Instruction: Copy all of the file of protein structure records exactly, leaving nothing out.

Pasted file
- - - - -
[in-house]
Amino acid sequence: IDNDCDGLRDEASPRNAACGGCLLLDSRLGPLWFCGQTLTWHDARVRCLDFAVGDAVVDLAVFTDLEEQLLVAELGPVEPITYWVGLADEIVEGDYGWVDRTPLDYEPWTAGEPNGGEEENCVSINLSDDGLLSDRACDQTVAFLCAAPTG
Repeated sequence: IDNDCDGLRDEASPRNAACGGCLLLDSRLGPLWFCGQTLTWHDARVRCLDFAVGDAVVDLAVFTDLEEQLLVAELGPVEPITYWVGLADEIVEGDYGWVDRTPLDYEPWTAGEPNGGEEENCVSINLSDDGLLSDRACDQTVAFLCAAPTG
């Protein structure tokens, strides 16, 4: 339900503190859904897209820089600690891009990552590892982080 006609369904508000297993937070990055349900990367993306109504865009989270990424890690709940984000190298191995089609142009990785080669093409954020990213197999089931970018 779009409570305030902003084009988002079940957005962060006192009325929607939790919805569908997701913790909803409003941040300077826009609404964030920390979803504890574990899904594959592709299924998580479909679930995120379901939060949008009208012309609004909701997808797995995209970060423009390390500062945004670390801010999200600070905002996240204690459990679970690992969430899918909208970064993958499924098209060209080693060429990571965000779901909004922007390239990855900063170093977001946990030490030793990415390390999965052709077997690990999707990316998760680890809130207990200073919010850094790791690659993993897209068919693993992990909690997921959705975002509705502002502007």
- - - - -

[in-house]
Amino acid sequence: IDNDCDGLRDEASPRNAACGGCLLLDSRLGPLWFCGQTLTWHDARVRCLDFAVGDAVVDLAVFTDLEEQLLVAELGPVEPITYWVGLADEIVEGDYGWVDRTPLDYEPWTAGEPNGGEEENCVSINLSDDGLLSDRACDQTVAFLCAAPTG
Repeated sequence: IDNDCDGLRDEASPRNAACGGCLLLDSRLGPLWFCGQTLTWHDARVRCLDFAVGDAVVDLAVFTDLEEQLLVAELGPVEPITYWVGLADEIVEGDYGWVDRTPLDYEPWTAGEPNGGEEENCVSINLSDDGLLSDRACDQTVAFLCAAPTG
């Protein structure tokens, strides 16, 4: 339900503190859904897209820089600690891009990552590892982080 006609369904508000297993937070990055349900990367993306109504865009989270990424890690709940984000190298191995089609142009990785080669093409954020990213197999089931970018 779009409570305030902003084009988002079940957005962060006192009325929607939790919805569908997701913790909803409003941040300077826009609404964030920390979803504890574990899904594959592709299924998580479909679930995120379901939060949008009208012309609004909701997808797995995209970060423009390390500062945004670390801010999200600070905002996240204690459990679970690992969430899918909208970064993958499924098209060209080693060429990571965000779901909004922007390239990855900063170093977001946990030490030793990415390390999965052709077997690990999707990316998760680890809130207990200073919010850094790791690659993993897209068919693993992990909690997921959705975002509705502002502007």